by Tyler Cowen
on August 4, 2010 at 11:46 am
in Web/Tech |
1. The art of money.
2. Posters for the fiftieth anniversary of Brasilia.
3. Werner Herzog reads Madeline.
4. Werner Herzog reads Curious George.
5. How bad are things for the long haul? A critique of Luce's FT piece.
6. Visual history of Las Vegas urbanization, from a new blog on urban demographics.
From the critique:
“The share of mortgages either in foreclosure or 3 or more months delinquent is 11.4 percent, which, because 30 percent of homeowners have paid off their mortgage, translates into 8 percent of homes. So the Freemans’ situation is typical of about one in twelve homeowners, or not quite 3 percent of households (since one-third rent).”
This should be “over 5%”, rather than “not quite 3%”.
Anybody know what the deal is with Curious George’s missing tail?
I live in BrasÃlia, but I had no idea about the poster contest. (Possibly because the district governor was in jail during the celebration of the anniversary).
The Brasilia Poster post is great. I also linked to some of the illustrators. Good Catch!
R W Roger: In fact he spent two full months in jail! This is quite impressive (by Brazilian standards). More info: http://news.bbc.co.uk/2/hi/americas/8606451.stm
I haven’t seen many blog posts as deliberately misleading as Winship’s.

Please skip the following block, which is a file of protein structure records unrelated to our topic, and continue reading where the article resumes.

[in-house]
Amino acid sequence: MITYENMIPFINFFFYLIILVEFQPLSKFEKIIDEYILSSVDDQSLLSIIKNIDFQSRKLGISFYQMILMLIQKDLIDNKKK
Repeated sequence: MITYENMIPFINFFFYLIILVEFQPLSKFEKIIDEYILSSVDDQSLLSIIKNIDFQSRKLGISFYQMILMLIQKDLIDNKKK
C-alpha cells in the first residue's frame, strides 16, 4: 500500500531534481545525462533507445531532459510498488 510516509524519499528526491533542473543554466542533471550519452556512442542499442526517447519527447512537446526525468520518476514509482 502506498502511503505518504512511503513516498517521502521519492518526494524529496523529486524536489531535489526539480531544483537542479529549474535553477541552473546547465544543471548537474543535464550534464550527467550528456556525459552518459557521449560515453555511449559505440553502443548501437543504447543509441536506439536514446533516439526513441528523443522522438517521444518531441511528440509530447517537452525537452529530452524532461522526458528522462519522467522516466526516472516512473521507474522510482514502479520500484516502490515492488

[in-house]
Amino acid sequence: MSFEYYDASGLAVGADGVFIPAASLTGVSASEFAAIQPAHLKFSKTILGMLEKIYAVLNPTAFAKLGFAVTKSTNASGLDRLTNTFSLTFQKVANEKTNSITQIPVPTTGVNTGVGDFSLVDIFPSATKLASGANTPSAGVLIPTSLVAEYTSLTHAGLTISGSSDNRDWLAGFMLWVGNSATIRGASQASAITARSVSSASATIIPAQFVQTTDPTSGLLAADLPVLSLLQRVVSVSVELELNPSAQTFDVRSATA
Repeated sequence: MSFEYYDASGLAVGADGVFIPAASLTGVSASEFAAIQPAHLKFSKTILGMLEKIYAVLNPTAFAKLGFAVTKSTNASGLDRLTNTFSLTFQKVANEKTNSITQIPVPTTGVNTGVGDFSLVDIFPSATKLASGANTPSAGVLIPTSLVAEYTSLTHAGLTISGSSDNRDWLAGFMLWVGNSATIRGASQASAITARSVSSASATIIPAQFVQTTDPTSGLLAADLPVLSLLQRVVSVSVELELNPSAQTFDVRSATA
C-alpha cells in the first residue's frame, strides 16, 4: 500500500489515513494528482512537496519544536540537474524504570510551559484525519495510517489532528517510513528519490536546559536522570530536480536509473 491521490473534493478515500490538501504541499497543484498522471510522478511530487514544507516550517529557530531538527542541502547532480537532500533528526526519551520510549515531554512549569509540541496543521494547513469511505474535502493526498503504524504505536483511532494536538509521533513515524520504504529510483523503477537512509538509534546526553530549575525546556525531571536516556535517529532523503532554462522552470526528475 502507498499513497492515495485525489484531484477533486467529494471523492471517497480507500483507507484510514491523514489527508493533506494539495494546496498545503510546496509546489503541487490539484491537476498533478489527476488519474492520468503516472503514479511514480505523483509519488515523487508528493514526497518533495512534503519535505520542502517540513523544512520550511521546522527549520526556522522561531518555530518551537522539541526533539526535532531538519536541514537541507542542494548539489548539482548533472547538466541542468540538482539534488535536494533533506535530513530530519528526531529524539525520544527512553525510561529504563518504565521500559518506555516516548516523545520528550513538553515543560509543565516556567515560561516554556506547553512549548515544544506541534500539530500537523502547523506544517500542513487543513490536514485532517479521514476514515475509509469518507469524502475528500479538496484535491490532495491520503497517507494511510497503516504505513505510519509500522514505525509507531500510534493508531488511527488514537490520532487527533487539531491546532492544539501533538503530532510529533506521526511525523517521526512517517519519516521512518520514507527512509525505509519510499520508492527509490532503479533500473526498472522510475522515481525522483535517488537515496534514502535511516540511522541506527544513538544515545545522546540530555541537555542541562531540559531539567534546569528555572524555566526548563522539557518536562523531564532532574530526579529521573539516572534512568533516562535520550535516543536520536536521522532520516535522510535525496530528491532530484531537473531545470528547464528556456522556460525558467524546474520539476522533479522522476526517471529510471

His first “takedown” relies on ignorance of historical figures. Yes, only 5% of homes are in forclosure – thats 1 out of every 20 homes – while historically, this number was closer to 1.75%, or 1 in 50 homes. This is a crisis by any measure. And it doesn’t include the sheer number of homes that are likely to be in forclosed.
In other words, this clown is relying on the ignorance of his readers to make Luce seem incorrect.
Then, his claim that real earnings growth is solid also relies on ignoring 200 years of U.S. history. 30% gains over 40 years isn’t bad, unless you compare it to 100% gains over 30 years, which is what our grandfathers had, and what their fathers had, and basically what happened for most of U.S. history.
Empiricist or liar? Maybe Hume can answer that. I side with liar.
The problem with hyperbole is that it opens you up to these critiques and undermines your point.
I can’t stand stuff like this:
“Over the same period the incomes of the top 1 per cent have tripled. In 1973, chief executives were on average paid 26 times the median income. Now the multiple is above 300.”
It is intended (I assume) to make the mind draw the conclusion that the top 1% now make 300 times the average. But the sleight of hand is he goes from the 1%, to CEOs. How many CEOs are there? About 500 for the S&P 500. An inconsequential number in absolute terms.
I think it is partly the narrative, as is the constant use of average Joe first names in anecdotes like Presidents tend to do in their State of the Union (“crappy, unless you do what I want”) Speeches.
The middle class may be trending down, but we’ll never know from these storytelling tactics. What we need is data, and I’m glad people are looking carefully at this Healthcare causes most bankruptcies narrative.
techreseller: my guess about the lake would be the months when the pictures were taken… But you have a good point that we should not forget.
ps. Tyler, thanks for the post;
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